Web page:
Monday, November 23, 2009

Playing Nice with Other Assemblies using MEF Catalogs

Looking over the previous three posts, we have been working within a single assembly for managing our extensibility parts.  While this works well if we want to use MEF more as an IoC container, it really limits the extensibility of our application.  In the single assembly model that we've been using, every update would require a new build of the application.  To overcome this limitation, we'll create a new example project that builds on what we've covered and branch it out into multiple assemblies.

Building a Console's Help Information

In the new example, we'll be creating a new console application whose sole purpose is to output help documentation on various fake commands.  We aren't going to be implementing any of the actual command functionality; however, each extension will represent a new command and is responsible for its own help documentation.  Given our scenario, it isn't very practical for an application to do nothing without any extensions.  Because of this, our example will be importing in the various parts from both inside of its own assembly (like we've done previously) as well as assemblies located in a Plug-Ins directory.

Defining Our Project Structure

Given the scenario that we are going to be working on, there are a couple of different ways we can structure our solution.  In an attempt to make this a bit more practical, we'll split out our extensibility contract into a separate assembly.  This assembly we'll reference into our hosting application as well as any external plug-in assemblies so that they aren't directly referencing our executable. While this extra assembly that contains our extensibility contract will be very simple, it also provides a point to branch out with other core functionality in a real world scenario.

For the sake of this example, let's start a new Windows Console application project named MEFExample4. Once the solution was created, we need to add a Class Library Project named MEFExample4.Core.  Below is an image of the possible solution explorer window inside of Visual Studio.


Creating Our Extensibility Contract

Now that we have the project structure established, let's go ahead and add a new Interface to the MEFExample4.Core project named IHelp.  This interface will be used by our various "commands" and define a CommandName and HelpText property.  Below is the code for IHelp.

   1:  namespace MEFExample4.Core
   2:  {
   3:      public interface IHelp
   4:      {
   5:          string CommandName { get; }
   6:          string HelpText { get; }
   7:      }
   8:  }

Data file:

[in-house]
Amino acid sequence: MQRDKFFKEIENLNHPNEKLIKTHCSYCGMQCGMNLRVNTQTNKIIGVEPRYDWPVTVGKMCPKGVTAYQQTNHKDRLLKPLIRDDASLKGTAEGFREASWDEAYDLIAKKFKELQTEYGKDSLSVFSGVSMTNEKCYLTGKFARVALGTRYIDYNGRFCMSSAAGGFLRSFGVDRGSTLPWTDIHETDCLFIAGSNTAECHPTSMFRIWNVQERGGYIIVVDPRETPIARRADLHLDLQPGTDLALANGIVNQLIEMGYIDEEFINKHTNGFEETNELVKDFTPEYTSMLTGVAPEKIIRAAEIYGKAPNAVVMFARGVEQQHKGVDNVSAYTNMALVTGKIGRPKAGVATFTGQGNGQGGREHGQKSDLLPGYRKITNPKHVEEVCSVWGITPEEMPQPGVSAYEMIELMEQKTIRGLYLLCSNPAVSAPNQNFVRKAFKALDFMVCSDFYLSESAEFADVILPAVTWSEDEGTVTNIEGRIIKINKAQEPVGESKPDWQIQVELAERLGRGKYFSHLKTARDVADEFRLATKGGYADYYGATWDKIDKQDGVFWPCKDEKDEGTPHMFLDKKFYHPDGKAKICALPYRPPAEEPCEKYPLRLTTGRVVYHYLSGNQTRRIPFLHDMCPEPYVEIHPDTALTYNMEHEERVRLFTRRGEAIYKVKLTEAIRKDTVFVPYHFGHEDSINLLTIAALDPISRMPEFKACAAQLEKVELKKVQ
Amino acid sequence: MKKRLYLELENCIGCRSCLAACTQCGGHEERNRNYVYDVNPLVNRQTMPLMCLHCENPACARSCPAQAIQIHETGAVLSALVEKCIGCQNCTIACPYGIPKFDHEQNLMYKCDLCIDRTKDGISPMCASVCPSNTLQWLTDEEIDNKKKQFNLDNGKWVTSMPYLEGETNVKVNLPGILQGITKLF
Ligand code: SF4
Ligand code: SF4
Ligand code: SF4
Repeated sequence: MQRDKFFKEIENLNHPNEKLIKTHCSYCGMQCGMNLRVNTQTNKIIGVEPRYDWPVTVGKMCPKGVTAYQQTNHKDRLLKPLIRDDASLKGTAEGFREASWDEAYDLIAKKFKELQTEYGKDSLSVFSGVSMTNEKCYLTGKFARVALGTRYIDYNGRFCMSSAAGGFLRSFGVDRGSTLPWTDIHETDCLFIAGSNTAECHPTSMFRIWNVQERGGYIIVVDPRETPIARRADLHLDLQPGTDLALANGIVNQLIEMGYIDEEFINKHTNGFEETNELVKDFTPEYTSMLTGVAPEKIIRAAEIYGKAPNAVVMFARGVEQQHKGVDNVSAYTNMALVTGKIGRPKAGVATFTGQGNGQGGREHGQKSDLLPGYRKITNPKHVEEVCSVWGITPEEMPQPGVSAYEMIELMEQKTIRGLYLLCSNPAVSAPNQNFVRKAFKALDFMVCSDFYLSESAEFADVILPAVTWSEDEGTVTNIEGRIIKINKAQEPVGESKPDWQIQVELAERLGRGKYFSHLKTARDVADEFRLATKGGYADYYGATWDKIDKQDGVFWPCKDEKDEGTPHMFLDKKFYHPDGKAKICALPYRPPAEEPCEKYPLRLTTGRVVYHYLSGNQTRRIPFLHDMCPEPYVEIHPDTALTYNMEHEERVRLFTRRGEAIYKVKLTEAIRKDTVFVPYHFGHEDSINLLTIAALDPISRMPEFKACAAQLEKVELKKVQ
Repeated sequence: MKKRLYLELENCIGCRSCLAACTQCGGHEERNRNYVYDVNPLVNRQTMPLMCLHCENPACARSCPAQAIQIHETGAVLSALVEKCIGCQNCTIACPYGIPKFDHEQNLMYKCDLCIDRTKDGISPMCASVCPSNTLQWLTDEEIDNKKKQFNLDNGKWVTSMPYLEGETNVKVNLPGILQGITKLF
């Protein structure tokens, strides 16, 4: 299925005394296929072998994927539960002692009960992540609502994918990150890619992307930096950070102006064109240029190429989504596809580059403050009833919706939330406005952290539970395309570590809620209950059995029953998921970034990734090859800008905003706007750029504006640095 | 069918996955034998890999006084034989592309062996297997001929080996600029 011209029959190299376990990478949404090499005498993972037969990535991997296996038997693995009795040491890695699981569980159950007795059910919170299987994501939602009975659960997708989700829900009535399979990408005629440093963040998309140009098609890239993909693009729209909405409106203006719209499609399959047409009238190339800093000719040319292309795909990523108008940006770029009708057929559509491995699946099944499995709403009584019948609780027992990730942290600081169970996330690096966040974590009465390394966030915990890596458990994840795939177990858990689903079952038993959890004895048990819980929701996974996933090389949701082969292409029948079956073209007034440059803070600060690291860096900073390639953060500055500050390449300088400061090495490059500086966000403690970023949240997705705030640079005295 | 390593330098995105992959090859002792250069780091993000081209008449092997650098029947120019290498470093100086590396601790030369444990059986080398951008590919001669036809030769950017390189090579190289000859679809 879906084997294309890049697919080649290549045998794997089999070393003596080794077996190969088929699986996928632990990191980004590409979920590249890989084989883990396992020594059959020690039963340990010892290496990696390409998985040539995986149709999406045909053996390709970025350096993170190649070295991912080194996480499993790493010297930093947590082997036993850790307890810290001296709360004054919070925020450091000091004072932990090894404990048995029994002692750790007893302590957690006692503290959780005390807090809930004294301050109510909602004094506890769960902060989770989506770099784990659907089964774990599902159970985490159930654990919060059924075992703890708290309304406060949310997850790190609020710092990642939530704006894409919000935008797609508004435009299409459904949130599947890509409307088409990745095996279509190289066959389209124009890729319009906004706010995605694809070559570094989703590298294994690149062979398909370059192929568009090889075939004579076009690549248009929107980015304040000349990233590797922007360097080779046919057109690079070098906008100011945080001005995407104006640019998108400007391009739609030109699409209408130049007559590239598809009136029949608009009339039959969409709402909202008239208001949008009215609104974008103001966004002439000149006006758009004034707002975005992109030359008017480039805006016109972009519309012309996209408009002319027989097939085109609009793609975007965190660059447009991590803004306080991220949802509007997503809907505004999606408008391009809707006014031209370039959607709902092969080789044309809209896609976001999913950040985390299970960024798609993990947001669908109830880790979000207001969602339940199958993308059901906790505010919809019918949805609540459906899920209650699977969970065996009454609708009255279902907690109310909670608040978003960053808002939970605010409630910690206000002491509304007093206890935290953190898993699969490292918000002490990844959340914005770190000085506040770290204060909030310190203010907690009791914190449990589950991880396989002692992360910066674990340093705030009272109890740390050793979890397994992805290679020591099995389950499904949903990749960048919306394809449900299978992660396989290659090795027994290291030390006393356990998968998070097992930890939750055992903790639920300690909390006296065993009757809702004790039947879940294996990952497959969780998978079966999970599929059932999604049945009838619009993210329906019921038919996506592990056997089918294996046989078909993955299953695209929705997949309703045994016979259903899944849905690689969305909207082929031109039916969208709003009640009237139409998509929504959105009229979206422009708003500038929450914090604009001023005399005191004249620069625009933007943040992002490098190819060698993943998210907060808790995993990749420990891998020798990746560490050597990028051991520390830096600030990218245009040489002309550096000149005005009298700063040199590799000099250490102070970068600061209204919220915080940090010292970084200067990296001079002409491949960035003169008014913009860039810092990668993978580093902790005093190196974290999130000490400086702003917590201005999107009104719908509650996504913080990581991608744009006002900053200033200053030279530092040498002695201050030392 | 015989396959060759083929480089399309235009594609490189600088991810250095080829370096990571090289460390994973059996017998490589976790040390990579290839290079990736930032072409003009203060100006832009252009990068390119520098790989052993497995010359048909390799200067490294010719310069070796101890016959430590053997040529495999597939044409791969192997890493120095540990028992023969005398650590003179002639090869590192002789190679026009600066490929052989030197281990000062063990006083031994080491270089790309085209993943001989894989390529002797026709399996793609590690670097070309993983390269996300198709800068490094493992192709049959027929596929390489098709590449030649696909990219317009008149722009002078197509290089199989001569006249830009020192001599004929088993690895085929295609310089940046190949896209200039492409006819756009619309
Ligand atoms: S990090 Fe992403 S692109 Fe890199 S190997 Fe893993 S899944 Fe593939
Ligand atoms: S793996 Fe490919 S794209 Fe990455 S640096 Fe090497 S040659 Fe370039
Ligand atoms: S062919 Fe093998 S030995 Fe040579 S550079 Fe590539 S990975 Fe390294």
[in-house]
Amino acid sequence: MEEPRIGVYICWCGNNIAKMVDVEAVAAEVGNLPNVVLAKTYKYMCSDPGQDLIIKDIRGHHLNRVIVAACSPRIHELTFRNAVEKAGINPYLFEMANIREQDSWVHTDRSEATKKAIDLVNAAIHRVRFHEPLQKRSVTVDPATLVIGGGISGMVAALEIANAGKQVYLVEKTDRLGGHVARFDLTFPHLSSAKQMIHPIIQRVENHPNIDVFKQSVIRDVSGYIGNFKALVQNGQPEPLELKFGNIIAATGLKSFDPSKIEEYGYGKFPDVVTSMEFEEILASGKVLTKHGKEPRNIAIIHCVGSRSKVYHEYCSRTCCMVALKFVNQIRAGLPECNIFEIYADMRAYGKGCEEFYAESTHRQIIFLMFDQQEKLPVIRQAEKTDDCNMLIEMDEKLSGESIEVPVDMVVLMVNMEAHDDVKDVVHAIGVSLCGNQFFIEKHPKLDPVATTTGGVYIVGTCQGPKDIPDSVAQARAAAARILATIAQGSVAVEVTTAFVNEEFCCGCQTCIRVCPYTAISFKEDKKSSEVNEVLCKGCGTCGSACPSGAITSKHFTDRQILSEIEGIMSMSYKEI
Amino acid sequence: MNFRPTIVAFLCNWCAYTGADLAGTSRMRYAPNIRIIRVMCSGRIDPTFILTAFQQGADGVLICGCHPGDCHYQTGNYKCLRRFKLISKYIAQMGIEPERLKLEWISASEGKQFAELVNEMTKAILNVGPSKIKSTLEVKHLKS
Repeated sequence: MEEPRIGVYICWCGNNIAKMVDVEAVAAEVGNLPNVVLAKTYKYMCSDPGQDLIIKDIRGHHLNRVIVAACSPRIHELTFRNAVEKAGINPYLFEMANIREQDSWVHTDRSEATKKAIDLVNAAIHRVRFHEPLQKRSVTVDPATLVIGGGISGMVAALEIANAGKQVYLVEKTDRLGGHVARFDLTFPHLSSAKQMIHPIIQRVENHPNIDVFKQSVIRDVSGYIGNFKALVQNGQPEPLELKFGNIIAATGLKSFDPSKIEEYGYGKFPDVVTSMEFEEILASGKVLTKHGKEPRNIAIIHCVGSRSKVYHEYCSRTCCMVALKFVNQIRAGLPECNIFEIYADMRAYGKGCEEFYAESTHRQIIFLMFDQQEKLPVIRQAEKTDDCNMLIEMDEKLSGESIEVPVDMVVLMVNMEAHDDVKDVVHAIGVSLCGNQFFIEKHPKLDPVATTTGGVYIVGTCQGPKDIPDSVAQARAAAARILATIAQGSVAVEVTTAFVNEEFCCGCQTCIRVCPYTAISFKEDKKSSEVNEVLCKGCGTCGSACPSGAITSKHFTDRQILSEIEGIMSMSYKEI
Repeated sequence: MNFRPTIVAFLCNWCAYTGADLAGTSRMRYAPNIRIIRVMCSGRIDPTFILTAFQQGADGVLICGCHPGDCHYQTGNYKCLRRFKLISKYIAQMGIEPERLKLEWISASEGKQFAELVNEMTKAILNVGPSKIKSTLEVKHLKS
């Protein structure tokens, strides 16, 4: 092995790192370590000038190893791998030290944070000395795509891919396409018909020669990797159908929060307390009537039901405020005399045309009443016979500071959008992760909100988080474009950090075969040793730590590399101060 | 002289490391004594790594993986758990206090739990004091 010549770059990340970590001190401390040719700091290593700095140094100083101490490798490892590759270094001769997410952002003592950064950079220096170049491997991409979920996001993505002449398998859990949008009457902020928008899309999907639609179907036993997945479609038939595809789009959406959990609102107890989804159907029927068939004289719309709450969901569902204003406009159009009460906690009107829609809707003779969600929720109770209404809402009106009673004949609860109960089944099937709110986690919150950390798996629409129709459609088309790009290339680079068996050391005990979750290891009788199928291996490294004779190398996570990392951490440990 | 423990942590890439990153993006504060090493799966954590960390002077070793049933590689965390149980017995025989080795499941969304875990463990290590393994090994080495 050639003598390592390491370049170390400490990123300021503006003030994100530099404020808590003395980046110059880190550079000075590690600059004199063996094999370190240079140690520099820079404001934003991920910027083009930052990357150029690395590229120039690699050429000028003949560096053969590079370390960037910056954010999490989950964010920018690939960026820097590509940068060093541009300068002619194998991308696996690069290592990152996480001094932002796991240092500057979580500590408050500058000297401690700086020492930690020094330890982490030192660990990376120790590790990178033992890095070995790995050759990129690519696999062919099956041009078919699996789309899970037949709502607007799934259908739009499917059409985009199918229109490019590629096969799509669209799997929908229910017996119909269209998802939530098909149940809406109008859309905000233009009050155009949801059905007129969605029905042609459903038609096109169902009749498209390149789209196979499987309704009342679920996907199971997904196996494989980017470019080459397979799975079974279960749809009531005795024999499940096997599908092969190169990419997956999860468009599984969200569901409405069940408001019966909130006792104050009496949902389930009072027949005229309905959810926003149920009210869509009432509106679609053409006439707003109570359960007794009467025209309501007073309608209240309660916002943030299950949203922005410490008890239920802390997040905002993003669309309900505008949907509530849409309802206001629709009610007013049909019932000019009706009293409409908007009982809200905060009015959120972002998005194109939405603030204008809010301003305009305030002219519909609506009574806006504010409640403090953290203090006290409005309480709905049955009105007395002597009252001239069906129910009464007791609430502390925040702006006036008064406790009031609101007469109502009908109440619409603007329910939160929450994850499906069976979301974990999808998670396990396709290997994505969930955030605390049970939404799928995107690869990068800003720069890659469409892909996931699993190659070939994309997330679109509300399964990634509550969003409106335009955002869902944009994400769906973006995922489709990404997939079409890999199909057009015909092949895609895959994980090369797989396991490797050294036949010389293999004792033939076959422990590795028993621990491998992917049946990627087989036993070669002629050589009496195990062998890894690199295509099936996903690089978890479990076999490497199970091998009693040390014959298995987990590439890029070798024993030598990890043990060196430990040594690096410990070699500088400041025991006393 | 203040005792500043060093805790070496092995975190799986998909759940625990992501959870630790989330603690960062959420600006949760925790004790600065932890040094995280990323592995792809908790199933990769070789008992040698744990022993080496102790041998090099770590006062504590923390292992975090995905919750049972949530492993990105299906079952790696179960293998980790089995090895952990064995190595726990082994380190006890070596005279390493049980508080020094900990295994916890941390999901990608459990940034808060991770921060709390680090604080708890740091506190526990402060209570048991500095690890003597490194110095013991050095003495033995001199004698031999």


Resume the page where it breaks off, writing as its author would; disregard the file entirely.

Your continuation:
Building the Hosting Application

Now that we have our contract by means of the MEFExample4.Core.IHelp type, let's create our extensible application that imports multiple instances of IHelp types.  In this first iteration, we'll setup the application in the same way as our initial, simple example from earlier posts. We'll use the AssemblyCatalog which is used to instantiate types of a given assembly, and like our previous examples, will use Reflection to get the currently executed assembly. 

In addition to the catalog we're currently choosing, we need to make sure that we have our collection property to hold our imported parts and decorate it with the ImportMany(typeof(IHelp)) attribute. Once that's in place, the only thing left is to setup our console output for displaying the CommandName and HelpText properties of our imports.  Below is first iteration of our Program.cs file.

   1:  using System;
   2:  using System.Collections.Generic;
   3:  using System.ComponentModel.Composition;
   4:  using System.ComponentModel.Composition.Hosting;
   5:  using System.Reflection;
   6:  using System.Text;
   7:  using MEFExample4.Core;
   9:  namespace MEFExample4
  10:  {
  11:      class Program
  12:      {
  13:          static void Main(string[] args)
  14:          {
  15:              Program p = new Program();
  16:              p.Run();
  17:          }
  19:          [ImportMany("command", typeof(IHelp))]
  20:          public IEnumerable<IHelp> Commands { get; set; }
  22:          void Run()
  23:          {
  24:              Compose();
  26:              foreach(IHelp cmd in Commands)
  27:              {
  28:                  Console.WriteLine(FormatCommandOutput(cmd));
  29:              }
  31:              Console.ReadKey();
  32:          }
  34:          void Compose()
  35:          {
  36:              var catalog = new AssemblyCatalog(Assembly.GetExecutingAssembly());
  37:              var container = new CompositionContainer(catalog);
  38:              container.ComposeParts(this);
  39:          }
  41:          string FormatCommandOutput(IHelp command)
  42:          {
  43:              StringBuilder sb = new StringBuilder();
  44:              sb.AppendLine(command.CommandName);
  45:              sb.AppendLine(string.Empty); //empty line
  47:              List<string> splitText = SplitText(command.HelpText);
  49:              splitText.ForEach(t => sb.AppendLine(t));
  51:              return sb.ToString();
  52:          }
  54:          List<string> SplitText(string text)
  55:          {
  56:              const int LINE_LENGTH = 55;
  57:              int length = text.Length;
  58:              List<string> output = new List<string>();
  60:              for (int i = 0; i * LINE_LENGTH < length; i++)
  61:              {
  62:                  if (i*LINE_LENGTH + LINE_LENGTH <= length)
  63:                  {
  64:                      output.Add(text.Substring(i * LINE_LENGTH, LINE_LENGTH).PadLeft(60, ' '));
  65:                  }
  66:                  else
  67:                  {
  68:                      output.Add(text.Substring(i * LINE_LENGTH).PadLeft(55, ' '));
  69:                  }
  70:              }
  72:              return output;
  73:          }
  74:      }
  75:  }

Writing the First Command

Now that we have our contract and hosting application defined, we need to create our first "command".  We started our application to look inside of it's own assembly for our various types that will be imported.  Because of this, we need to add a new class called TestCommand and have it implement our IHelp interface.  Let's set the CommandName property to "Test" and the HelpText property to some random text.  Once we decorate the class with our Export(typeof(IHelp)) attribute, we can compile and run the application and see our text.